opposite, in a removal, the prerm script of a package is run
before those of the packages listed in its Depends: field.
List of packages that must be installed and configured before
this one can be installed. This is usually used in the case
where this package requires another package for running its
Lists packages that would be found together with this one in all
but unusual installations. The package maintenance software will
warn the user if they install a package without those listed in
its Recommends field.
Lists packages that are related to this one and can perhaps
enhance its usefulness, but without which installing this
package is perfectly reasonable.
The syntax of Depends, Pre-Depends, Recommends and Suggests fields is a
list of groups of alternative packages. Each group is a list of
packages separated by vertical bar (or `pipe') symbols, `|'. The groups
are separated by commas. Commas are to be read as `AND', and pipes as
`OR', with pipes binding more tightly. Each package name is optionally
followed by a version number specification in parentheses.
A version number may start with a `>>', in which case any later version
will match, and may specify or omit the Debian packaging revision
(separated by a hyphen). Accepted version relationships are ">>" for
greater than, "<<" for less than, ">=" for greater than or equal to,
"<=" for less than or equal to, and "=" for equal to.
Lists packages that this one breaks, for example by exposing
bugs when the named packages rely on this one. The package
maintenance software will not allow broken packages to be
configured; generally the resolution is to upgrade the packages
named in a Breaks field.
Lists packages that conflict with this one, for example by
containing files with the same names. The package maintenance
software will not allow conflicting packages to be installed at
the same time. Two conflicting packages should each include a
Conflicts line mentioning the other.
List of packages files from which this one replaces. This is
used for allowing this package to overwrite the files of another
package and is usually used with the Conflicts field to force
removal of the other package, if this one also has the same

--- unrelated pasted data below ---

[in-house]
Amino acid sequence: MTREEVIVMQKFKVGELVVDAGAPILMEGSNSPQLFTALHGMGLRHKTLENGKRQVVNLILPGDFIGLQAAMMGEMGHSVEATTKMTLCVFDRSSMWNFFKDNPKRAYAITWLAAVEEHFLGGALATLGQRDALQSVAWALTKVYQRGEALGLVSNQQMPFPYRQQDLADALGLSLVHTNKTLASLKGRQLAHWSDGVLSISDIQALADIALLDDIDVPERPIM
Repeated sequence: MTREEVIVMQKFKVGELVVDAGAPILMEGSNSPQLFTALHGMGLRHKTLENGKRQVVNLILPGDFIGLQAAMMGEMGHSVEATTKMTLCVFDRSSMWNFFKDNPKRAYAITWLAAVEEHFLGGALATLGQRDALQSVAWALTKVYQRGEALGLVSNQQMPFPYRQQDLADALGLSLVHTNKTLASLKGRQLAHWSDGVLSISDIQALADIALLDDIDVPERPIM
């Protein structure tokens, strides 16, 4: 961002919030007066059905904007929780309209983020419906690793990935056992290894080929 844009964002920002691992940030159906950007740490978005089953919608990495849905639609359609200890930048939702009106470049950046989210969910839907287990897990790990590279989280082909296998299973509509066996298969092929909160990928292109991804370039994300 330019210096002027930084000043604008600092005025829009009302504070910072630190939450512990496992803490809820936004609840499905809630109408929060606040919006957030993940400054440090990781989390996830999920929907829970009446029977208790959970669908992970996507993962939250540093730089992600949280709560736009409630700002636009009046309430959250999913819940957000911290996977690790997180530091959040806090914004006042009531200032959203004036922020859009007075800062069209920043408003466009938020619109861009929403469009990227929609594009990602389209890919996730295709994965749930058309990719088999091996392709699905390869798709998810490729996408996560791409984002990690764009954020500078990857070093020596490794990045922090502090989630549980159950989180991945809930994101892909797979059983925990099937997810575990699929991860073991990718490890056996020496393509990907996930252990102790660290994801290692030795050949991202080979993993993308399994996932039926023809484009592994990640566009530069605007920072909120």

files as the conflicted package.
This is a list of virtual packages that this one provides.
Usually this is used in the case of several packages all
providing the same service. For example, sendmail and exim can
serve as a mail server, so they provide a common package
(`mail-transport-agent') on which other packages can depend.
This will allow sendmail or exim to serve as a valid option to
satisfy the dependency. This prevents the packages that depend
on a mail server from having to know the package names for all
of them, and using `|' to separate the list.
The syntax of Breaks, Conflicts, Replaces and Provides is a list of
package names, separated by commas (and optional whitespace). In the
Breaks and Conflicts fields, the comma should be read as `OR'. An
optional version can also be given with the same syntax as above for
the Breaks, Conflicts and Replaces fields.
This field lists extra source packages that were used during the
build of this binary package. This is an indication to the
archive maintenance software that these extra source packages
must be kept whilst this binary package is maintained. This
field must be a list of source package names with strict (=)
version relationships. Note that the archive maintenance
software is likely to refuse to accept an upload which declares
a Built-Using relationship which cannot be satisfied within the
Maintainer: Wichert Akkerman <firstname.lastname@example.org>
Pre-Depends: libc6 (>= 2.0.105)
Description: GNU grep, egrep and fgrep.
The GNU family of grep utilities may be the "fastest grep in the west".
GNU grep is based on a fast lazy-state deterministic matcher (about
twice as fast as stock Unix egrep) hybridized with a Boyer-Moore-Gosper
search for a fixed string that eliminates impossible text from being
considered by the full regexp matcher without necessarily having to
look at every character. The result is typically many times faster
than Unix grep or egrep. (Regular expressions containing backreferencing
will run more slowly, however).
deb(5), deb-version(5), debtags(1), dpkg(1), dpkg-deb(1).